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Units : Marine Biology | ULB119
Despite their importance for environmental and human health risks (secondary pollution processes), the interactions between Benthic Microbial Communities in Sediments (BMCS) and anthropic contaminants (Cd, Cu, Pb, Zn, PCBs, etc.) are poorly known in the marine environment. Research on this topic are carried out in the Marine Biology Laboratory. New methods of molecular microbiology are used routinely in the laboratory. These methods include DGGE (Denaturing Gradient Gel Electrophoresis), cloning-sequencing of 16S ribosomal RNA, and in situ hybridization (FISH, Fluorescent In Situ Hybridization). The extreme contamination of a Norwegian fjord (the Sorfjord, contaminated for more than 80 years by heavy metals) has been studied recently using these techniques. It was shown that biodiversity and biomass of the BMCS were identical in pristine and polluted areas. BMCS are thus able to adapt to high levels of metals. The effects of individual metals (for example copper) on BMCS are also studied using microcosms (Gillan 2004).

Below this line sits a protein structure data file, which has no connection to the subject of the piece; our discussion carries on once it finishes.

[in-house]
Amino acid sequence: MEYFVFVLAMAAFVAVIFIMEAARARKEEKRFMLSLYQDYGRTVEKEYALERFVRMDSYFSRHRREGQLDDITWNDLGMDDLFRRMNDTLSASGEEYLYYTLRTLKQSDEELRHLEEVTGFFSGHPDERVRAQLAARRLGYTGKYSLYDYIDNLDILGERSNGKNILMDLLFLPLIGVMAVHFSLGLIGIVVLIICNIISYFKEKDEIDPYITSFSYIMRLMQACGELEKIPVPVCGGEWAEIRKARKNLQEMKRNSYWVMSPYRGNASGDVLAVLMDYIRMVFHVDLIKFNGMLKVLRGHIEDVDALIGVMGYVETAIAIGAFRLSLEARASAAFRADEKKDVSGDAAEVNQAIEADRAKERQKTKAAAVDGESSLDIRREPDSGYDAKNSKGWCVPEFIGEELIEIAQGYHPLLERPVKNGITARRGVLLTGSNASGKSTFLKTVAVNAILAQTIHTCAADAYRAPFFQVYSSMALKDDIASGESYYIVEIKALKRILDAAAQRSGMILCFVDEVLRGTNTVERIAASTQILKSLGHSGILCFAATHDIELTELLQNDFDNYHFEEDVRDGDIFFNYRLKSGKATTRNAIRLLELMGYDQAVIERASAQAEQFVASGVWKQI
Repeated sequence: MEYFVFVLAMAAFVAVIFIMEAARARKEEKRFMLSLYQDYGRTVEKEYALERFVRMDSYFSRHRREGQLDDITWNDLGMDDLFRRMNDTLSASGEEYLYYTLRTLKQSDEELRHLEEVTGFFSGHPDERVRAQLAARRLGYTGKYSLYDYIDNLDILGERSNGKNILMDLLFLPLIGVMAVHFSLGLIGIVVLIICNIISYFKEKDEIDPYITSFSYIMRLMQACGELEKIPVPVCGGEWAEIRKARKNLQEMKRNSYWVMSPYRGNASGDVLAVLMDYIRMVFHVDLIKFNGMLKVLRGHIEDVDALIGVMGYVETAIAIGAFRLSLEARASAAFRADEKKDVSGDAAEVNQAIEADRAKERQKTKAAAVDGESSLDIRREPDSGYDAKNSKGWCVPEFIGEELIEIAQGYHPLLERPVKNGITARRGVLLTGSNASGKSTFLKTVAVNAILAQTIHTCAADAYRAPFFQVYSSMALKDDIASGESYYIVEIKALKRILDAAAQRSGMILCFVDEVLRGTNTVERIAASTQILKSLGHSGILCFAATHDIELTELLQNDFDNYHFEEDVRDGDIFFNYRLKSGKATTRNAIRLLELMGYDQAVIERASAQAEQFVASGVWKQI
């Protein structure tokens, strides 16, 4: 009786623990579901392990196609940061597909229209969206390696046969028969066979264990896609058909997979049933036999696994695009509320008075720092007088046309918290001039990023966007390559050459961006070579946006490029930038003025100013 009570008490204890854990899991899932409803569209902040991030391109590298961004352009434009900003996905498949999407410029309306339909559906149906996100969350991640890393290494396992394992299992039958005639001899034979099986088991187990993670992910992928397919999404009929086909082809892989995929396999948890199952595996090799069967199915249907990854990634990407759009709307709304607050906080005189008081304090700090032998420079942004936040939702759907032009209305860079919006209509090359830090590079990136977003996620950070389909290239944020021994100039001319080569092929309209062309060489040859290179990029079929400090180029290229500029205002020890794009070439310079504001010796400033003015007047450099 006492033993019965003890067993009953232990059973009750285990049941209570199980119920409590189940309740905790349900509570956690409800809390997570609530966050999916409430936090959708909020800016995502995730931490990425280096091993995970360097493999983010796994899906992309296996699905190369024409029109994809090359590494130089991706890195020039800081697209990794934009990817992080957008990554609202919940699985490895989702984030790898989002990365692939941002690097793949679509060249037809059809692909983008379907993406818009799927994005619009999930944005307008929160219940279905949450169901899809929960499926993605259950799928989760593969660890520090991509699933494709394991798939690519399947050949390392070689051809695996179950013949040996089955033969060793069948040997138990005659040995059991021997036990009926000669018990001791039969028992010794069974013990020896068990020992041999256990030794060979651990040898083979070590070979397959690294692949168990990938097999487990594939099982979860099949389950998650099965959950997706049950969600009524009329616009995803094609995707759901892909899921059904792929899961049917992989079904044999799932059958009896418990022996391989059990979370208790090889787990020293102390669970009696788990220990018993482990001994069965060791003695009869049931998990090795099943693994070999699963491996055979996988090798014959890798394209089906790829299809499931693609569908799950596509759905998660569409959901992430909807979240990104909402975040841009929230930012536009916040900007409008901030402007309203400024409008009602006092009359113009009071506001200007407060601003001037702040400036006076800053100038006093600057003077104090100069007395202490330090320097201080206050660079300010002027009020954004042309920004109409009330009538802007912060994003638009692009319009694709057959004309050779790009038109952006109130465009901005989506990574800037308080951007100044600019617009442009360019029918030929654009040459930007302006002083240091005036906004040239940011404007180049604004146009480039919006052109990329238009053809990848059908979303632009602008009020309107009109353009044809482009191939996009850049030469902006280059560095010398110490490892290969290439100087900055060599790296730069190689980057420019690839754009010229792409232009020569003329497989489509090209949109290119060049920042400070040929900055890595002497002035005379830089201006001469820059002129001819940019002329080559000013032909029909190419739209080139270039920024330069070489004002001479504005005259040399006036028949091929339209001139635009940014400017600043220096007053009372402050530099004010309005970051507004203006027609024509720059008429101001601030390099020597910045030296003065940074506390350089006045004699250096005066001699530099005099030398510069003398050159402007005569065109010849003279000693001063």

• F.R.S.-FNRS et Fonds associés (hors FRIA)